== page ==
Expired: Getting smarter
Tired: Becoming happier
Wired: Staying creative

I should have seen this coming.

Certainly there has been a trend. I have noticed an increase in the number of books, magazine articles, and...uh...blogs...that look into the elusive state, "happiness". What I have found intriguing is that much of the research falls in line with my gut feelings - that happiness really is a matter of adjusting your thinking more than anything else. More and more we see what we suspected: more choices do not make happiness; greater material wealth (beyond a middle-level) does not make happiness. In other words, getting there, wherever "there" is, will not bring us nirvana (one of Gretchen's recent posts discusses this matter of how the 'process' of getting there should be the focus rather than the goal itself).

So yeah, it's a trend and we jumped on it here. Does that mean we should jump off and get into "staying creative"? I think not. In fact, creativity for most of us is indeed related to happiness. So let's just stay where we are and make real progress.



Using the fifth commandment

2007-10-10T09:29:15.658-07:00

I am presently in one of those situations. I have a "tenant", a person I let stay in my place "while he looked for his own place". Sound a wee bit like my last post? There are some similarities.

Right from the start we agreed on rent. So that much is different. And intially I said it would be just for a couple of months. But then Paul brought it up: he'd looked at other places and how about if we make it more permanent? He had turned out to be a decent tenant - keeping to himself, keeping his stuff in his own room, that sort of thing - and he was working so I had time to myself. I worked part time so had afternoons alone in my house. I didn't mind having the extra income.

Paul also shared. He bought flowers. He bought wine. He supplied the biscotti and we both bought coffee. He took care of my cats when I traveled. So it was not a one-way situation.

Now, though, it is getting closer to one-way. Paul lost his last job last February. Or maybe January, actually, or earlier. He had money from the sale of his house (that he had owned with his ex) so he didn't rush to find a job. He said he was going to take a breather of a few weeks, then find a job. He said he was no longer going to be foolish and blow his money on a fancy car or motorcycle, as he had done in his misspent youth.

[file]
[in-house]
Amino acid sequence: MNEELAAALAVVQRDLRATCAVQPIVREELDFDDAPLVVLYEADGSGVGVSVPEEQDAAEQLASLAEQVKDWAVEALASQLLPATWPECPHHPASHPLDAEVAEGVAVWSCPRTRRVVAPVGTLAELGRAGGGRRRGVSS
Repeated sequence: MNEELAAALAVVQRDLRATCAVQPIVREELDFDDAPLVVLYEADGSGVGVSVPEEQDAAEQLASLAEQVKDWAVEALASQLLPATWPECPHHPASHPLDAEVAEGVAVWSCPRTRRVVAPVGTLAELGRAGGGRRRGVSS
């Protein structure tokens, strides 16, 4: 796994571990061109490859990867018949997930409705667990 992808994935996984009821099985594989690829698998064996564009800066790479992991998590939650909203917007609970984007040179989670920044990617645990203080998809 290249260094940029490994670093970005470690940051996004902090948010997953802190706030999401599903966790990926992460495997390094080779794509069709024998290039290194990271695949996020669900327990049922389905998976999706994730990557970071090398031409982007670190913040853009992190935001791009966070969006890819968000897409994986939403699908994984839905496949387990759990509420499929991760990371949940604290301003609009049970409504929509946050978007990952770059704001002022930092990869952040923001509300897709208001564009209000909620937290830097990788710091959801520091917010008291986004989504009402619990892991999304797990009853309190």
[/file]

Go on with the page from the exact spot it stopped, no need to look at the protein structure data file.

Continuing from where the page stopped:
But he never did get another job. After several months he actually registered at the employment office but he didn't follow up. I guess he thinks they'll call him. But they don't do that. In the meantime Paul cashed in some kind of stock he'd gotten through his last employment and that kept him in cigarettes and beer a while longer.
He brought in some biscotti sometimes too, and shared his increasingly less expensive food purchases - bags of potatoes, bags of rice, split peas. He stopped going to Trader Joe's and went to Food 4 Less.

At this point I suspect he's clean out of money. He hasn't paid me rent since last February, which is why I remember that date. He's still doing anything I ask - taking care of cats, moving things from storage to here, hauling anything, taking out trash. I suspect he is trying to pay his way in this way, although he has always done anything I have asked. And he still keeps mostly to his room. We do share television time as our tastes are similar. So there is companionship there.

I have been playing with the "no" option. I know that once we make a decision our guts will tell us if it is the right one. So I tried it on: give him 30 days. How does that feel? Part of it feels good, part of it not quite good.

I am becoming more irritable. I think because I am thinking about this more and noticing and letting things bother me more.

When I have no choice about where I am or what I am doing I can make it work for me somehow. I can find the little pluses in a sea of minuses. Right now I am starting to choose to have a choice. But I am not quite there yet. Should this be a goal? How should I write it?



Another commandment...

2008-11-12T20:29:36.753-08:00

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When I was in my twenties I had a group of three close friends. One of those friends told me once about a young woman she had just met, who had left her family home to escape having sex with her brother. My friend, Barbara, said this girl, Twyla (I remember the name because it's unusual and it's the same as the dancer's), had no place to stay.